BACKGROUND: It has been suggested that eating green leafy vegetables, which are rich in lutein and zeaxanthin, may decrease the risk for age related macular degeneration. The goal of this study was to analyse various fruits and vegetables to establish which ones contain lutein and/or zeaxanthin and can serve as possible dietary supplements for these carotenoids. METHODS: Homogenates of 33 fruits and vegetables, two fruit juices, and egg yolk were used for extraction of the carotenoids with hexane. Measurement of the different carotenoids and their isomers was carried out by high performance liquid chromatography using a single column with an isocratic run, and a diode array detector. RESULTS: Egg yolk and maize (corn) contained the highest mole percentage (% of total) of lutein and zeaxanthin (more than 85% of the total carotenoids). Maize was the vegetable with the highest quantity of lutein (60% of total) and orange pepper was the vegetable with the highest amount of zeaxanthin (37% of total). Substantial amounts of lutein and zeaxanthin (30-50%) were also present in kiwi fruit, grapes, spinach, orange juice, zucchini (or vegetable marrow), and different kinds of squash. The results show that there are fruits and vegetables of various colours with a relatively high content of lutein and zeaxanthin. CONCLUSIONS: Most of the dark green leafy vegetables, previously recommended for a higher intake of lutein and zeaxanthin, have 15-47% of lutein, but a very low content (0-3%) of zeaxanthin. Our study shows that fruits and vegetables of various colours can be consumed to increase dietary intake of lutein and zeaxanthin.

Br J Ophthalmol. 1998 Aug;82(8):907-10

Carotenoid analyses of selected raw and cooked foods associated with a lower risk for cancer.

We examined the carotenoid content of selected foods consistently found to be associated with a lower risk for various epithelial cancers in epidemiologic studies. Both raw and cooked samples of green, leafy vegetables and yellow or orange vegetables were quantitatively examined by high-performance liquid chromatography for individual carotenoid content. The results indicated that fresh, green, leafy vegetables were moderately high in beta carotene (0.5-14.6 mg/100 g) and very high in oxygenated carotenoids or xanthophylls, primarily lutein and its stereoisomers (2.3-63.0 mg/100g) [corrected]. The fresh, yellow or orange vegetables examined were very high in beta carotene (16.0-120.5 mg/100 g) [corrected] but had no detectable nonhydrocarbon carotenoids. Cooking differentially reduced the lutein content compared with the beta carotene content in green, leafy vegetables. These analyses suggest that consumption of carotenoids in addition to beta carotene may be associated with a lower risk for cancer.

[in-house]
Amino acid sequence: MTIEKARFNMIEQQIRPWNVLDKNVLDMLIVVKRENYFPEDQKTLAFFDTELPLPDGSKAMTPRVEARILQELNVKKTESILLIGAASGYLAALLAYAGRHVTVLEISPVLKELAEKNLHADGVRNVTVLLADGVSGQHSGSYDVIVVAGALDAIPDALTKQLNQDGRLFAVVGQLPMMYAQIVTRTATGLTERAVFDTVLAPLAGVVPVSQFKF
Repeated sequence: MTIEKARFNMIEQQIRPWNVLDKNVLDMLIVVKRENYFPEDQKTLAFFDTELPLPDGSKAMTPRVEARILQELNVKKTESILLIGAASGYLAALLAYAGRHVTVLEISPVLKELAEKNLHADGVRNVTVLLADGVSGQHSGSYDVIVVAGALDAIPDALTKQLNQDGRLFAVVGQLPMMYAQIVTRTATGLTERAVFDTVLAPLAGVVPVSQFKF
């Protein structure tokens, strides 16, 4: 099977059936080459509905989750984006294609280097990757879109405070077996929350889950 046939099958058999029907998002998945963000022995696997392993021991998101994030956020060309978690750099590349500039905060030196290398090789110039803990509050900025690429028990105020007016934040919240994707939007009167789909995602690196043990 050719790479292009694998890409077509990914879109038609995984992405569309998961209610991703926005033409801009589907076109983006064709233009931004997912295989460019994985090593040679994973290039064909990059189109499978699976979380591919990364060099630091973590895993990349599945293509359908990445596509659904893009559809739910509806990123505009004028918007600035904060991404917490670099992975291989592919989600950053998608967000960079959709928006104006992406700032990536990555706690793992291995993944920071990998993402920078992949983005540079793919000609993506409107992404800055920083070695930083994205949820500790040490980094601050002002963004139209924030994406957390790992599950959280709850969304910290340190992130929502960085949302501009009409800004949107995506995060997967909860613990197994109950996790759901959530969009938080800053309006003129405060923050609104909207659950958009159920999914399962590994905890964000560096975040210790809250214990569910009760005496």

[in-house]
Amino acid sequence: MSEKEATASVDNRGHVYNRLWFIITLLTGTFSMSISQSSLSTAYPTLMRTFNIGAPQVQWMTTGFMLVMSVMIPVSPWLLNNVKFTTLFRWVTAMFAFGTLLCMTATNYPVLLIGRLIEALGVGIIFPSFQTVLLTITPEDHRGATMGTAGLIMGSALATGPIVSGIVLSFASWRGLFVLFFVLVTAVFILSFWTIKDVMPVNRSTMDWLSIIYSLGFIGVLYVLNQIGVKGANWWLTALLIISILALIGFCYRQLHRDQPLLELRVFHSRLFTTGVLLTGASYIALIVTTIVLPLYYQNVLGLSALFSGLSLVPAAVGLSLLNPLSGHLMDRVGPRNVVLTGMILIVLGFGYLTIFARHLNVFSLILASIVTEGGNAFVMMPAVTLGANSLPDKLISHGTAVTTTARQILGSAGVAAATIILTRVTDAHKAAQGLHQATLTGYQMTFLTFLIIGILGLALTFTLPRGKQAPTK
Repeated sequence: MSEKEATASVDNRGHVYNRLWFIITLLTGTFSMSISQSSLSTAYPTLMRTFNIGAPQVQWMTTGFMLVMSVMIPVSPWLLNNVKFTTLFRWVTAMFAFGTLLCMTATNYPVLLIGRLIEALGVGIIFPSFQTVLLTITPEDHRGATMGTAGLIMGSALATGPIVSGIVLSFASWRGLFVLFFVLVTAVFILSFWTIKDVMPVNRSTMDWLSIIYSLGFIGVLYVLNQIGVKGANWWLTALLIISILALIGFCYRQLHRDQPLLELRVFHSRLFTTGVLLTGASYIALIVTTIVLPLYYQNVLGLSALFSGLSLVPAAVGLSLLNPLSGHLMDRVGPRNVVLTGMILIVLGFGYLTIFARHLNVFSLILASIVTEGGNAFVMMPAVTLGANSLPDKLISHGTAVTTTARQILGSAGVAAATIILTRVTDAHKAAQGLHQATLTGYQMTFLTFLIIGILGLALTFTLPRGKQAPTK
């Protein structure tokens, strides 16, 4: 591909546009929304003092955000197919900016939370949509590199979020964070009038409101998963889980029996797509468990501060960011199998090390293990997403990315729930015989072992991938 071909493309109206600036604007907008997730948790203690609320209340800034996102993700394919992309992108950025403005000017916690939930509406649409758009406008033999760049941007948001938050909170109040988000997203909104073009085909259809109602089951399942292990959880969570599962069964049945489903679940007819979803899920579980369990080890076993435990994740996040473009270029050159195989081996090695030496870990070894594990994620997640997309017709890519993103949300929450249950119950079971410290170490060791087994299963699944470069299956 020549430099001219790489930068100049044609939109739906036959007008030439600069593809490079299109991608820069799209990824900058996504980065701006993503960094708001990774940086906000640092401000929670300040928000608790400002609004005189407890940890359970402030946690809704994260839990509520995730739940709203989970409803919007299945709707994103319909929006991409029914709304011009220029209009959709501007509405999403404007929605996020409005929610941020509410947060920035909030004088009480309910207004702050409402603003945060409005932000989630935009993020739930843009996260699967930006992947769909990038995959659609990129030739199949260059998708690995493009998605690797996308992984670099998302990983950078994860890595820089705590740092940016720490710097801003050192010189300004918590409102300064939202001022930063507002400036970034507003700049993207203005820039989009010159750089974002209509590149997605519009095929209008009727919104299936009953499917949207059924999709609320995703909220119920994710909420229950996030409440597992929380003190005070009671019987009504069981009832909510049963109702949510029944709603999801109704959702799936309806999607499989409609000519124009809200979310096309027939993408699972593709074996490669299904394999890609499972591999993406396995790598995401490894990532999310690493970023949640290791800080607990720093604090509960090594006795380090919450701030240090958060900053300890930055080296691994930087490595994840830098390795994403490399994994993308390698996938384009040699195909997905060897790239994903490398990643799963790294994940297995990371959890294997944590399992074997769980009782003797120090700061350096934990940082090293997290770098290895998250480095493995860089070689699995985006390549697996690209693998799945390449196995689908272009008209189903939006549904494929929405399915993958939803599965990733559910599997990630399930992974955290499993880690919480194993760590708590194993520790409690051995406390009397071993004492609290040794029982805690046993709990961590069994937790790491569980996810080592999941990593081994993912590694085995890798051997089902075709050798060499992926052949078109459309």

J Natl Cancer Inst. 1990 Feb 21;82(4):282-5

Kinetics of gastro-intestinal transit and carotenoid absorption and disposal in ileostomy volunteers fed spinach meals.

BACKGROUND: Reports of low carotenoid absorption from food sources has undermined their postulated ‘protective’ role as one of the active agents in diets rich in vegetable matter. AIM OF THE STUDY: This study quantified beta-carotene and lutein absorption from a representative green vegetable with different degrees of processing, using both mass balance and metabolic modelling of triglyceride-rich lipoprotein plasma fraction (TRL) response. METHODS: Whole or chopped-leaf cooked spinach was fed to volunteers (n = 7, paired) with vegetable oil (40 g) in yoghurt. Blood and ileal effluent samples were collected for up to 24 h. Effluent and TRL samples were analysed for lutein and beta-carotene by HPLC. A digesta transit model was used to describe meal transit and a single compartment model used to predict percentage absorption from the plasma TRL response. RESULTS: Mass balance showed 25% of lutein and beta-carotene were absorbed from chopped spinach, compared with 25% beta-carotene and 40 % lutein from whole-leaf spinach. Increased lutein absorption correlated to slower gastrointestinal (GI) transit for the whole-leaf meal. An area under the curve (AUC) response for the TRL fraction, found in 50% of cases, was not confined to those with the greatest percentage absorption. Absorption by mass balance and TRL AUC indicate a half-life of newly absorbed carotenoid around 11 min CONCLUSION: GI residence time appears to have an effect on the absorption of lutein but not beta-carotene. Rapid clearance is probably the main reason for absence of measurable plasma concentration excursions. Lack of plasma response cannot be interpreted as lack of carotenoid absorption without knowledge of the absorption and disposal kinetics.